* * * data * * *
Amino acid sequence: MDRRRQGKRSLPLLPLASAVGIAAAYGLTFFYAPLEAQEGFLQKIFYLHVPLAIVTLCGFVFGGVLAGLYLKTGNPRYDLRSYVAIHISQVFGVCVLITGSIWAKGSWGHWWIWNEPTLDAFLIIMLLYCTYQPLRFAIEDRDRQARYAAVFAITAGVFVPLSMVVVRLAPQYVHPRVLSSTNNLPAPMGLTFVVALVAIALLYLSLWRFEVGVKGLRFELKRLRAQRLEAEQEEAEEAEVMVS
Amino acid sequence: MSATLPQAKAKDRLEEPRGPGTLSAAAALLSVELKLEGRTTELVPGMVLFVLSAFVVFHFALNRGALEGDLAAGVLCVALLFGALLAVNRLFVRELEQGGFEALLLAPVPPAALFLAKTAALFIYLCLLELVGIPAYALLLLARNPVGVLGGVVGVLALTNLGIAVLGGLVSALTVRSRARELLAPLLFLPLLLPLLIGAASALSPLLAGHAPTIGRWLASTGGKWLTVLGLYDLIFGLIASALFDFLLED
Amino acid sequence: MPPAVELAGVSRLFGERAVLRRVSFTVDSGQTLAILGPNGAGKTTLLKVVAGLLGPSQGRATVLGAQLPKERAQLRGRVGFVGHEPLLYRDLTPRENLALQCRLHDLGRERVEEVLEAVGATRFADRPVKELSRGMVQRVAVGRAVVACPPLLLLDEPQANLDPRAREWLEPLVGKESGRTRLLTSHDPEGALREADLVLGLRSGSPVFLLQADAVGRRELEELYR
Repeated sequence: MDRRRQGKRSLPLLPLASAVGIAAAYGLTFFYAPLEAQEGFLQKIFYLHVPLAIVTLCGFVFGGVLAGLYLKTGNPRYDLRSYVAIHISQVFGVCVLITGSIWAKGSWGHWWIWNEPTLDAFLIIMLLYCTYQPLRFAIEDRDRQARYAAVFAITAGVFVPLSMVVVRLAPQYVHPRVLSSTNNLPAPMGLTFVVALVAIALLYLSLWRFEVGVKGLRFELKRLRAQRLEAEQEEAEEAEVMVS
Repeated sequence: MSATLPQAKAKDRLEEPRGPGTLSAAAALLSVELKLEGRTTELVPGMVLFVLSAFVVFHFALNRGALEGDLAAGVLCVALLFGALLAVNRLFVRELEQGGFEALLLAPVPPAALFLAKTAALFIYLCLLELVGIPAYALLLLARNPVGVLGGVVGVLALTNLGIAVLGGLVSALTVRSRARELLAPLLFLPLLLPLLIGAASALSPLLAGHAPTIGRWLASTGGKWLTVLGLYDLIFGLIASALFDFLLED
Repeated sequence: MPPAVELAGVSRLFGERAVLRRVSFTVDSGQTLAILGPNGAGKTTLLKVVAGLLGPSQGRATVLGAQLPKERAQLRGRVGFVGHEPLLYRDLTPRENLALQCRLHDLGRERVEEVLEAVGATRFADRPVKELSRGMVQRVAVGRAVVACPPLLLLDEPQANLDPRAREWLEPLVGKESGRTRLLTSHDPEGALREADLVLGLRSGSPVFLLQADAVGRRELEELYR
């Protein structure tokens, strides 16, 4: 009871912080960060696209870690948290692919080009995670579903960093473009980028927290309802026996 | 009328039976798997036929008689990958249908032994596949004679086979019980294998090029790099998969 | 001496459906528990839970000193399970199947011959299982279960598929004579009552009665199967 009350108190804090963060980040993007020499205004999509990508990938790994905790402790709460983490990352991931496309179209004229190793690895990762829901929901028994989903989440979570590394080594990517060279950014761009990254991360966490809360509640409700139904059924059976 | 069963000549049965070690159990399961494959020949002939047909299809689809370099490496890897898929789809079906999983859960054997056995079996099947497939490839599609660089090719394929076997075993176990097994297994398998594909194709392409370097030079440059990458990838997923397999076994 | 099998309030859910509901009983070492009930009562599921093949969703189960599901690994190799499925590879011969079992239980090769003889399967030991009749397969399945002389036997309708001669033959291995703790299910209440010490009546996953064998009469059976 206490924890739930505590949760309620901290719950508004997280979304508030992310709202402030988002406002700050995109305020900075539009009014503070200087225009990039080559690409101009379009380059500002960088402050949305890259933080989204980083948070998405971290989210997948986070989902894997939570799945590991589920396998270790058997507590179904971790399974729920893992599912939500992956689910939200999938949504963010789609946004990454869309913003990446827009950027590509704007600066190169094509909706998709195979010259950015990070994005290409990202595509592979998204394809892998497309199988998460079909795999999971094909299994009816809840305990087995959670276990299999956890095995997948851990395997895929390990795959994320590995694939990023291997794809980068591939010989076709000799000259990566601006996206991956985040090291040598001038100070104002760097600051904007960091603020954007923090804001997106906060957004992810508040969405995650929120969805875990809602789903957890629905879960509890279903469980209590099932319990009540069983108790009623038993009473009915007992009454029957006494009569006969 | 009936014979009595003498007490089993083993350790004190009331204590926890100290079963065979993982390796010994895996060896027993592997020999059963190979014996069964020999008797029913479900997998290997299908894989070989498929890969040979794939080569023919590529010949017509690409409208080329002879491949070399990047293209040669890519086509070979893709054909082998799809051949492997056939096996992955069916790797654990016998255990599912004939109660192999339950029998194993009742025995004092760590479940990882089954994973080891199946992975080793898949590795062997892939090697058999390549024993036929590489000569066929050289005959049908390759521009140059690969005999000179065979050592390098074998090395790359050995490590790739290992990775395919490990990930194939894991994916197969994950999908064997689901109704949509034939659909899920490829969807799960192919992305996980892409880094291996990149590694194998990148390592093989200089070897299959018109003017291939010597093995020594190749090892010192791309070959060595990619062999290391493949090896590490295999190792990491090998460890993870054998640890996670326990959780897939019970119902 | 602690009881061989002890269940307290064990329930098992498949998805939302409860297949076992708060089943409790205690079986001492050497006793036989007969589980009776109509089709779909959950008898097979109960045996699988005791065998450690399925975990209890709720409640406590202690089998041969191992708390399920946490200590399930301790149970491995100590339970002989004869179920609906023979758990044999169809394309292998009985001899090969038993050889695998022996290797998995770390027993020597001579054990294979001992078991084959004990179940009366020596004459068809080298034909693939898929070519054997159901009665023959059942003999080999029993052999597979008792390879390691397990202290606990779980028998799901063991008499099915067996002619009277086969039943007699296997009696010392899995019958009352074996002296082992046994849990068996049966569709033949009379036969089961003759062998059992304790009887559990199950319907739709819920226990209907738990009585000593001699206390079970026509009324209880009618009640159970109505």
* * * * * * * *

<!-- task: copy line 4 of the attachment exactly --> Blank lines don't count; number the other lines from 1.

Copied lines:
Repeated sequence: MDRRRQGKRSLPLLPLASAVGIAAAYGLTFFYAPLEAQEGFLQKIFYLHVPLAIVTLCGFVFGGVLAGLYLKTGNPRYDLRSYVAIHISQVFGVCVLITGSIWAKGSWGHWWIWNEPTLDAFLIIMLLYCTYQPLRFAIEDRDRQARYAAVFAITAGVFVPLSMVVVRLAPQYVHPRVLSSTNNLPAPMGLTFVVALVAIALLYLSLWRFEVGVKGLRFELKRLRAQRLEAEQEEAEEAEVMVS